In her March 30 column “Reprehensible Rapprochement,” Sarah Perez ’17 wrote that President Barack Obama’s historic visit to Cuba came despite continued abuses by the Cuban government and an overall United States policy of weakness and appeasement. She accurately highlights the challenges facing Cuba’s more than 11 million people, including severe economic stagnation, crumbling infrastructure and the arrests of political protestors even as Obama arrived on the island. Perez voices an understandable frustration with the pace of meaningful change since December 2014, when the two nations first moved to normalize relations. However, concerns over the visible progress of rapprochement today miss the long-term advantages that engagement provides in the post-Castro era.
During his time as Secretary of State under President James Monroe in the early 19th century, John Quincy Adams famously stated “Americans should not go abroad to slay dragons they do not understand in the name of spreading democracy.” This worldview, expressed by Adams almost 200 years ago is still pertinent today. The 2016 presidential election has rekindled the debate over what America’s role in the world should be. Should the U.S. continue dominating every aspect of international politics and security? Can the U.S. continue subsidizing the security of its allies? Are nation-building projects by the West feasible and is an aggressively militant foreign policy in America’s interests? Even peripherally examining history and current affairs reveals that moving forward, Washington can be best served by a policy of restraint. The U.S. should focus on clearly defined and narrow foreign policy goals and national security objectives rather than solving all of the world’s problems.
This past week, Dartmouth sent out its regular admission acceptance letters, officially extending invitations to the prospective Class of 2020. 2,176 prospective students were offered admission, and the 10.5 percent acceptance rate represents an increase from last year’s 10.3 percent acceptance rate. This leaves us with the seventh place in the Ivy League by acceptance rate, with Harvard University and Columbia University admitting almost half as many of their applicants and only Cornell University admitting a larger percentage of students. Historically, prestige has always been attached to acceptance rate. The lower the acceptance rate, the more selective your school is, and the more prestigious it is. U.S. News and World Report even prominently factors in selectivity, based on admissions percentage, when they put together their comprehensive and commonly referenced college rankings every year.
The College boasts a number of traditions, from Homecoming weekend to Winter Carnival, yet it seems that the surest tradition of every college is an annual increase in tuition – and dear old Dartmouth is no exception. And thus with the arrival of spring comes the news of next year’s 3.8 percent increase in tuition, mandatory fees, and room and board —almost a whole percentage point higher than last year’s 2.9 percent. In reality, this means that students will be paying, roughly, an additional three thousand dollars, and that’s without even including the indirect costs of attending, such as books and travel. On a more positive note, the College also announced an increase in its financial aid budget by 4.7 percent. Still, given that the inflation rate in the 2014 fiscal year is 1.61 percent and that the projected inflation rate for 2015 is 0.1 percent, it seems that college President Phil Hanlon has failed to uphold his pledge to keep tuition increases in line with inflation.
On March 23, Microsoft launched an artificial intelligence program known as Tay on Twitter. Tay’s developers intended for her to interact with people on Twitter in order to learn how millennials communicate. In less than 24 hours, though, Tay had gone from having the mindset of a friendly teenage girl to spouting racist and sexist language, even calling for the genocide of Jews and Mexicans. Having had its AI program coaxed by internet trolls into vehement xenophobia, Microsoft was forced to quickly remove Tay from Twitter.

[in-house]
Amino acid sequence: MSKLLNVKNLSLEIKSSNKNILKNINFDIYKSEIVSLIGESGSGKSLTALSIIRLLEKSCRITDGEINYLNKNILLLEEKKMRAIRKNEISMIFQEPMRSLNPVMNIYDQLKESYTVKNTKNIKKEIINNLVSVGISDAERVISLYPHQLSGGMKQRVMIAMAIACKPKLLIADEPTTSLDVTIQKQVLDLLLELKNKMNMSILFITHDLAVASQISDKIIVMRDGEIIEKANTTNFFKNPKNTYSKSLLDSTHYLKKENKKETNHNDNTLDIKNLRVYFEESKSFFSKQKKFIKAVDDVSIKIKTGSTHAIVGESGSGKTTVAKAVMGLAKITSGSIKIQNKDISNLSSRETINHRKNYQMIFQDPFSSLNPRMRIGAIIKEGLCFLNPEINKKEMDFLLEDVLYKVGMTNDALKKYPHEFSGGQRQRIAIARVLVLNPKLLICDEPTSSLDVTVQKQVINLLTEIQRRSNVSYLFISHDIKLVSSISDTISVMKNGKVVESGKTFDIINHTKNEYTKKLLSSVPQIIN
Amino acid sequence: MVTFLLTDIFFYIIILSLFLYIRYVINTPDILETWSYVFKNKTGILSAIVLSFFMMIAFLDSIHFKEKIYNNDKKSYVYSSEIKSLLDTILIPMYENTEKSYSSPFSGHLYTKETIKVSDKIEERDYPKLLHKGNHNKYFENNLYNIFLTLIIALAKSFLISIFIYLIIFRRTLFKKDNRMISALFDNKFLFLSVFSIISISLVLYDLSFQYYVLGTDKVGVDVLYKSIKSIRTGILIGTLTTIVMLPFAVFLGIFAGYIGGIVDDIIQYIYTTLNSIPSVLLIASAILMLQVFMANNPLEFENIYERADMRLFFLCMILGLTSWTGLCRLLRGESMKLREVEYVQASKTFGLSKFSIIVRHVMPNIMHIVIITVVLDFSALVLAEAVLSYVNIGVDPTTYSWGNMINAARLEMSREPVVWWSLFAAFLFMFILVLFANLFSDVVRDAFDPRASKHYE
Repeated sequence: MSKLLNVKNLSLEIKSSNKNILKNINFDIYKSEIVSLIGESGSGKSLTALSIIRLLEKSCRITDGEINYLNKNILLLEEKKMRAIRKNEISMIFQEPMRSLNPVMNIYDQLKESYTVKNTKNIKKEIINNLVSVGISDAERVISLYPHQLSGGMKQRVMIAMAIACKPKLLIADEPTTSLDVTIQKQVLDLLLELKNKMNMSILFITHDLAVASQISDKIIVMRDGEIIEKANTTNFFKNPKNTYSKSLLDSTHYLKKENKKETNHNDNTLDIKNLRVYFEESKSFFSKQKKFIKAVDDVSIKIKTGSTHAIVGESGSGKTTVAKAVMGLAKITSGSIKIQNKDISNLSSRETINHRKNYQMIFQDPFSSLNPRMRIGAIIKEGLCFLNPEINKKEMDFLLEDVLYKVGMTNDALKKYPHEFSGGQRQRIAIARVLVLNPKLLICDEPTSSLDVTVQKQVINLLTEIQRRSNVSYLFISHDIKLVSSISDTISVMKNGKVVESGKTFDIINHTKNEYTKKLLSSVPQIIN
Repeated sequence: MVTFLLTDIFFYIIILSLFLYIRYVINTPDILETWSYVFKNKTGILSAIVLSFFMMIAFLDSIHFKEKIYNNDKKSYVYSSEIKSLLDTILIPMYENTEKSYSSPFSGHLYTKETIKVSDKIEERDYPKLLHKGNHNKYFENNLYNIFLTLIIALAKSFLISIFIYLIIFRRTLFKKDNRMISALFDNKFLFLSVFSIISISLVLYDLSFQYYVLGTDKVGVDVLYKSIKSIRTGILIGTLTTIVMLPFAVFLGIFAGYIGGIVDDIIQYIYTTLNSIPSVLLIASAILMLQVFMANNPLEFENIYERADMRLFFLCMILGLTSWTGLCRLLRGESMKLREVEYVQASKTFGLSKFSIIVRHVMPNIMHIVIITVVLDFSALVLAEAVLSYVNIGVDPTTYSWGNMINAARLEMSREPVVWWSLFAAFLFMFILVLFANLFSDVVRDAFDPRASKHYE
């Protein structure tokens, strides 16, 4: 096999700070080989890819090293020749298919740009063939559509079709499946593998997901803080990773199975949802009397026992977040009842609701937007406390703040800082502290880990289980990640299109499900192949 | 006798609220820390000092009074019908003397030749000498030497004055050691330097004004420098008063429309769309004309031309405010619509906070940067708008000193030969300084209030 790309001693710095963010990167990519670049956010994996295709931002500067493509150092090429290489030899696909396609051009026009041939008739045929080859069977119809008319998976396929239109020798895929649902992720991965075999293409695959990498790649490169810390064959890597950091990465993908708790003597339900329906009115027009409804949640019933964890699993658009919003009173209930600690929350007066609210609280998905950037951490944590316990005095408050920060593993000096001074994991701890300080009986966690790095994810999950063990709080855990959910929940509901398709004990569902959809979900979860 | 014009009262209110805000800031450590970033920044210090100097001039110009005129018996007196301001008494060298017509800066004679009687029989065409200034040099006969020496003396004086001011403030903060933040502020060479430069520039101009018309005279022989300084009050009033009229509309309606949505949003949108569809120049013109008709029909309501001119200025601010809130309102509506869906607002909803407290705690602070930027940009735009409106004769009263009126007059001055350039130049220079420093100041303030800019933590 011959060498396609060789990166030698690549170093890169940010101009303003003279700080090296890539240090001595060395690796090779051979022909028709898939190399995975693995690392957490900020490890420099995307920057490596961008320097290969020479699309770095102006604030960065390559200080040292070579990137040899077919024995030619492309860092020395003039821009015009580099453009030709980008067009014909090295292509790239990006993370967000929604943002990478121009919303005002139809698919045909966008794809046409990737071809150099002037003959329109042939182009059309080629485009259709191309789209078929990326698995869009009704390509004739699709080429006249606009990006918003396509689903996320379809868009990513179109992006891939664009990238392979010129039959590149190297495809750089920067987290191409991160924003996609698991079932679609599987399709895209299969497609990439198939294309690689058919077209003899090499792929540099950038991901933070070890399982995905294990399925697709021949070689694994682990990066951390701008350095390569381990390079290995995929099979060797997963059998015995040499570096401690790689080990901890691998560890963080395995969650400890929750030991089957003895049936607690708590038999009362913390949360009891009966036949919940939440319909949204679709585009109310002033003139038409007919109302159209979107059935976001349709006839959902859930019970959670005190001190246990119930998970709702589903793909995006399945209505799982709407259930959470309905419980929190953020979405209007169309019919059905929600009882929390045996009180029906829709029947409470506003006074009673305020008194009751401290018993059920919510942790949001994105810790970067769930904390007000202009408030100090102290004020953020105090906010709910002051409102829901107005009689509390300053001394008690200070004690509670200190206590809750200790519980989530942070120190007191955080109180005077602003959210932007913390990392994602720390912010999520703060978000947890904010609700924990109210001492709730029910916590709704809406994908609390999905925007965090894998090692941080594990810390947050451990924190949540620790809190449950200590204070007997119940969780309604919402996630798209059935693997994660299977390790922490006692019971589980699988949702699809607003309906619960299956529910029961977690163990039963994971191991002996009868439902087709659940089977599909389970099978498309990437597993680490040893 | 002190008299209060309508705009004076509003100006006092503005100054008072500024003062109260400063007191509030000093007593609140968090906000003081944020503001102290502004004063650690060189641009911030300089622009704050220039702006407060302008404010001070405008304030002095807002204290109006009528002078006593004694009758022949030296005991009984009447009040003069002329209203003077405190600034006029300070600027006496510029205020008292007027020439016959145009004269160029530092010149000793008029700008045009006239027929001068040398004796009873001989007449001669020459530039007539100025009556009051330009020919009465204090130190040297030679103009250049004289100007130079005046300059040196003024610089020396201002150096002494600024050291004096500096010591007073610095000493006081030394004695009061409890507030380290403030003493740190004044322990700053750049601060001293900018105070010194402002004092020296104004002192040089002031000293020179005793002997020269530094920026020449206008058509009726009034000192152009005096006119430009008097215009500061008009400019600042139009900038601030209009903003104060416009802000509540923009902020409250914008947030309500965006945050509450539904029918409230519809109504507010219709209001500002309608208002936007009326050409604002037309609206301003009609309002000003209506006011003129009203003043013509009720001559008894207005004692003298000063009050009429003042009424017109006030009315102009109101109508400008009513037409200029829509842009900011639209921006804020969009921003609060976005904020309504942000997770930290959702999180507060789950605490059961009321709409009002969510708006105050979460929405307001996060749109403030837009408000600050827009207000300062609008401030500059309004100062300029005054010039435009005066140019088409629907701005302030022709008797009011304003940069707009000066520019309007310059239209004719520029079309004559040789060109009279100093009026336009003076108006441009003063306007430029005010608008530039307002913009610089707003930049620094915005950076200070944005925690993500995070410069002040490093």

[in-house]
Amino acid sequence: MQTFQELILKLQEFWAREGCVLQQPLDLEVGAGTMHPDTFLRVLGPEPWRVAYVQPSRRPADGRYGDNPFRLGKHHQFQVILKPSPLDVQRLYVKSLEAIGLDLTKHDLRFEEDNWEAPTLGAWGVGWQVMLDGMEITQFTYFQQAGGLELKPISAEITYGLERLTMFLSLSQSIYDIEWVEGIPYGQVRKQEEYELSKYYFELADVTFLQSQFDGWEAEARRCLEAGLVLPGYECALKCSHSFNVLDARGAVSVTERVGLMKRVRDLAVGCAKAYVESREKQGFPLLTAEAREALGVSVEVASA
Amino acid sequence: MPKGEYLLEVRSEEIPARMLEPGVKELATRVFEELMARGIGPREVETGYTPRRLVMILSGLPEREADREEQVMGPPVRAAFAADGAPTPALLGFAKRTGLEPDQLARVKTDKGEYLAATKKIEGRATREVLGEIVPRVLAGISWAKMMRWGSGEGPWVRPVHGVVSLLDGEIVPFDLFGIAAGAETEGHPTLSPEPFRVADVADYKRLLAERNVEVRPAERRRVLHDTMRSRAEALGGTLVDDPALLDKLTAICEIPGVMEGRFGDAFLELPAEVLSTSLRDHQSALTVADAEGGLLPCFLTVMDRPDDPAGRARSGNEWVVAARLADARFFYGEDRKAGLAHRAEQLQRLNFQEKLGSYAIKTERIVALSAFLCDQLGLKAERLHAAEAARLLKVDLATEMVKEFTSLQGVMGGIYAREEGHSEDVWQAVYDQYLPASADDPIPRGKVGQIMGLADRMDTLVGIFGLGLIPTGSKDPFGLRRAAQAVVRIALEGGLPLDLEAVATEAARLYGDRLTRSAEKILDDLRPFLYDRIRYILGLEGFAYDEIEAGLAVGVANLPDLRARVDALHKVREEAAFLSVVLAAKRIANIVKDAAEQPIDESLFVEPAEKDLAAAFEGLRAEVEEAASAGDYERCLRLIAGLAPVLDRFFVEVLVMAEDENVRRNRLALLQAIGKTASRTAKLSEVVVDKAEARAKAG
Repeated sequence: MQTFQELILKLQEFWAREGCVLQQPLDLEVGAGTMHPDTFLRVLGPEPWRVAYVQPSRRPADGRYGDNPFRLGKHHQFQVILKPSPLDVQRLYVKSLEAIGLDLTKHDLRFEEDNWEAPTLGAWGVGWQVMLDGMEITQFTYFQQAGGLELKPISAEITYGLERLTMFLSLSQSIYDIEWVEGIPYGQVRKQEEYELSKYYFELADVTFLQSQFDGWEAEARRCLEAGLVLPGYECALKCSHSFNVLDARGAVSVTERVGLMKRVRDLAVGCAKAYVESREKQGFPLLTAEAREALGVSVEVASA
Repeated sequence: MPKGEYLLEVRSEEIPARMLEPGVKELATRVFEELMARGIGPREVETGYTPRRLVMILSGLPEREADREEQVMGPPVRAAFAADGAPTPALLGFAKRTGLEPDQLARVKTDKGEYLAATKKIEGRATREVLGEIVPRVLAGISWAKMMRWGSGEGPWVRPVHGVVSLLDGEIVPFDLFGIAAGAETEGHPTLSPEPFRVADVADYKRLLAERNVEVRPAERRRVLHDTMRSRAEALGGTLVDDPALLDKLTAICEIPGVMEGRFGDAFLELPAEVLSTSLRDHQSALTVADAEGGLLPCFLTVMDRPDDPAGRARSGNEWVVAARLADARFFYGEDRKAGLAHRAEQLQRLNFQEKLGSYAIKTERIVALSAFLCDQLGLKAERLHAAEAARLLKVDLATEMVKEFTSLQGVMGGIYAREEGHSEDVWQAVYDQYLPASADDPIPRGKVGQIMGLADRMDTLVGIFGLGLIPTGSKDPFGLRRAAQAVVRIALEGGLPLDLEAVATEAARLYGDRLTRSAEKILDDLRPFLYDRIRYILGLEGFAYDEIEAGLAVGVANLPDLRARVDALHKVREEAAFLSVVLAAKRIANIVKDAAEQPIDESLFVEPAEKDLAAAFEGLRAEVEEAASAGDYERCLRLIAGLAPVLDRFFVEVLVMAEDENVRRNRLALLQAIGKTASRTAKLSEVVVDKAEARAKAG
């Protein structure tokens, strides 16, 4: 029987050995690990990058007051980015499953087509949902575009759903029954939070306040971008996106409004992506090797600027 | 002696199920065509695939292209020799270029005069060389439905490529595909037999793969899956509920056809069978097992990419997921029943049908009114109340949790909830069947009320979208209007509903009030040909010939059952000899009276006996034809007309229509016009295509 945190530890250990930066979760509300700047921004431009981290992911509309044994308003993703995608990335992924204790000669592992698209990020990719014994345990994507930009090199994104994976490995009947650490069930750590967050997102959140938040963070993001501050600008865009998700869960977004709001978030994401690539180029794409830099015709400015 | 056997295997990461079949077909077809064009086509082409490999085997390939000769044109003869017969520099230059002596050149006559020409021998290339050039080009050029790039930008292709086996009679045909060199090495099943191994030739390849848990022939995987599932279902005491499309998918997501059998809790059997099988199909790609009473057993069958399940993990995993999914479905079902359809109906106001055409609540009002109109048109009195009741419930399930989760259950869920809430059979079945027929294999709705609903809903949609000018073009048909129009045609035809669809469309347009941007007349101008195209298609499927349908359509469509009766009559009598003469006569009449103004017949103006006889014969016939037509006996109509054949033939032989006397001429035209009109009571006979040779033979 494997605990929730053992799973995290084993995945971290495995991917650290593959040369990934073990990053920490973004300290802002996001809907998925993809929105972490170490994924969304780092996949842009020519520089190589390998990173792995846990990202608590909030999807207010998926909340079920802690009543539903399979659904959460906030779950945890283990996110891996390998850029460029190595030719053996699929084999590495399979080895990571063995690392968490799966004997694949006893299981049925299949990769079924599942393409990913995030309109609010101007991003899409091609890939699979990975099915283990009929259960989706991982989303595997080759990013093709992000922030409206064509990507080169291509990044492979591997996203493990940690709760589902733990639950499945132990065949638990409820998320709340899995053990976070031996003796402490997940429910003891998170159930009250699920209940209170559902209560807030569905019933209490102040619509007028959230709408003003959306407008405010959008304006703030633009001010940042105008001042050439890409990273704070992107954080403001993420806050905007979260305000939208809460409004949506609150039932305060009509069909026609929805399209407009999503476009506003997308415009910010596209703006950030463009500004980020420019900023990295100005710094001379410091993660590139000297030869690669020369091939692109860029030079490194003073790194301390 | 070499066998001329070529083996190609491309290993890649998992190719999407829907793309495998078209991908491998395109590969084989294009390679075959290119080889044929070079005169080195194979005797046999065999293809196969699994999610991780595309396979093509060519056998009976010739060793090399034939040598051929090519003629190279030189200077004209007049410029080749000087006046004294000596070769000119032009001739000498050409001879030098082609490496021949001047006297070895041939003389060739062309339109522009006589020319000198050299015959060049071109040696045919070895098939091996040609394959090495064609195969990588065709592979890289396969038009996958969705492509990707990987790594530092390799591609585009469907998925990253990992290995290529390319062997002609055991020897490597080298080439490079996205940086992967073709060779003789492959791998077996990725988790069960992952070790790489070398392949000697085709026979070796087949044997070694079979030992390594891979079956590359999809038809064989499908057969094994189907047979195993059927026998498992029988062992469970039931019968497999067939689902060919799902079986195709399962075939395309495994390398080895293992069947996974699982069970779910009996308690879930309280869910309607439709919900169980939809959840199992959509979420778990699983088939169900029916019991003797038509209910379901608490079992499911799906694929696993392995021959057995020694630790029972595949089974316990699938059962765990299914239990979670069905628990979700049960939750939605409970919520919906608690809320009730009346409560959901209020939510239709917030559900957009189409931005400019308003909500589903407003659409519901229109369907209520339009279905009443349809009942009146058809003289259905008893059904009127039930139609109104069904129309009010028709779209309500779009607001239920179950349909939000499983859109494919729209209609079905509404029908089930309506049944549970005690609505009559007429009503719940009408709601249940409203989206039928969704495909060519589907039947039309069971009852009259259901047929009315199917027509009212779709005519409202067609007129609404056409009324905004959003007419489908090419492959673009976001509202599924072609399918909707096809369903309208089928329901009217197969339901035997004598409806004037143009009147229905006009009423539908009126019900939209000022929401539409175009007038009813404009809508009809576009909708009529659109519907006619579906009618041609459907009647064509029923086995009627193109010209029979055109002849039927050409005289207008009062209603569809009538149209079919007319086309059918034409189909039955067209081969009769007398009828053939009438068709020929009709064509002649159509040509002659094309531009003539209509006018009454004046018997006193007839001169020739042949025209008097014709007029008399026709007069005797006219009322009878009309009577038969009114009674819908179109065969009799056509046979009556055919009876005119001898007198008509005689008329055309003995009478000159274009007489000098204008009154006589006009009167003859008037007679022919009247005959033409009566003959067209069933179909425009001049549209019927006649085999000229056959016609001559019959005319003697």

Black privilege is a term that has been in the news lately, circulating implicitly and explicitly, both on CNN and at Donald Trump rallies as one cause for so-called “reverse racism.” As the name implies, black privilege is the idea that a person of color is afforded certain privileges based on the color of their skin. This is, to an extent, true — racial identity does come with certain privileges. Being able to define oneself as part of a group, for instance, can be an emboldening and enriching experience. The concept of black privilege, however, is most often mistakenly used in response to and with the same connotation as white privilege — that is, as pushback against the idea that whiteness comes with certain, unmerited advantages.Although a relatively new phrase, black privilege is not a new concept. It is the sting behind ignorant assertions such as, “That person only got into that school because they’re black,” or, “They get to say things that I don’t because I’m white.” It is the belief held by the ignorant that political correctness somehow oppresses those who do not wish to be politically correct. Unsurprisingly, Donald Trump is one of those people.Trump derives much of his popularity from rebelling against the system, by providing a space for hate to be exposed and for oft-unspoken points of contention to be vocalized. Many of his more fervent supporters use the concept of black privilege to protest political correctness, complaining that certain words, for instance, have become taboo for them or that they cannot voice their true feelings out of fear that they will be accused of being racist. Having thus acknowledged this, they then proceed to preach ignorance, spouting statements that are often either intentionally racist or so backwards in logic that they seem to convey a similar point. For instance, one Wisconsin man, when asked if he believed in white privilege, replied negatively. Those who embrace whiteness, he explained, are portrayed as racist, and said “If we had a White History Month, that would be viewed as a racist holiday.” He proceeded to cite Black History Month as an example of glaring inequality.All too often, the idea that blackness or minority status leads to privilege is the result of a superficial understanding of reality. According to the demographic information regarding Dartmouth’s newest group of admitted students, the Class of 2020 will be the first one comprised of a majority of people of color, who represent 51.6 percent of the admitted applicant pool. At first, this may seem peculiar considering that white people still make up the bulk of the United States’ population, with whites representing a whopping 77.4 percent. Upon closer review, however, it’s easy to understand why this is: Dartmouth accepts a disproportionate amount of students from cosmopolitan areas, in which white people are not always the majority. Furthermore, nearly a tenth of Dartmouth students come from overseas. Lastly, the admissions office seems to value diversity, boasting on its homepage, “At Dartmouth, you will be surrounded by the brightest and most diverse group of friends you’re likely to encounter anywhere.”For some white Americans, such a bold statement may be frightening. After all, white people are so accustomed to being the majority — so accustomed to their privilege — that any value placed on non-whiteness may be perceived as an affront to their sense of security, perhaps even their sense of self. White culture, to a large extent, is defined very stringently in contrast to the more richly developed identities of other races and, indeed, is based on a history of oppressing non-white peoples. In this sense, white culture is fragile. However, holidays such as Black History Month or greater numbers of people of color admitted to the College are not examples of inequality. Rather, they are examples of progress away from the historic inequity that continues to plague American society. Black History Month is a chance to learn about the history we are not taught in school, about the individuals who do not fit into the traditionally Eurocentric curriculum. And the changing demographics of admitted students, rather than indicating black privilege, represent the rise in college matriculation for non-white Americans, who naturally increase the diversity of the student body.Highlighting the diversity of a student body or celebrating Black History Month are not forms of discriminations against white people. Both are examples of pride — justifiable pride — being displayed for noteworthy accomplishments, and should not be called black privilege but, rather, what they actually represent: black pride.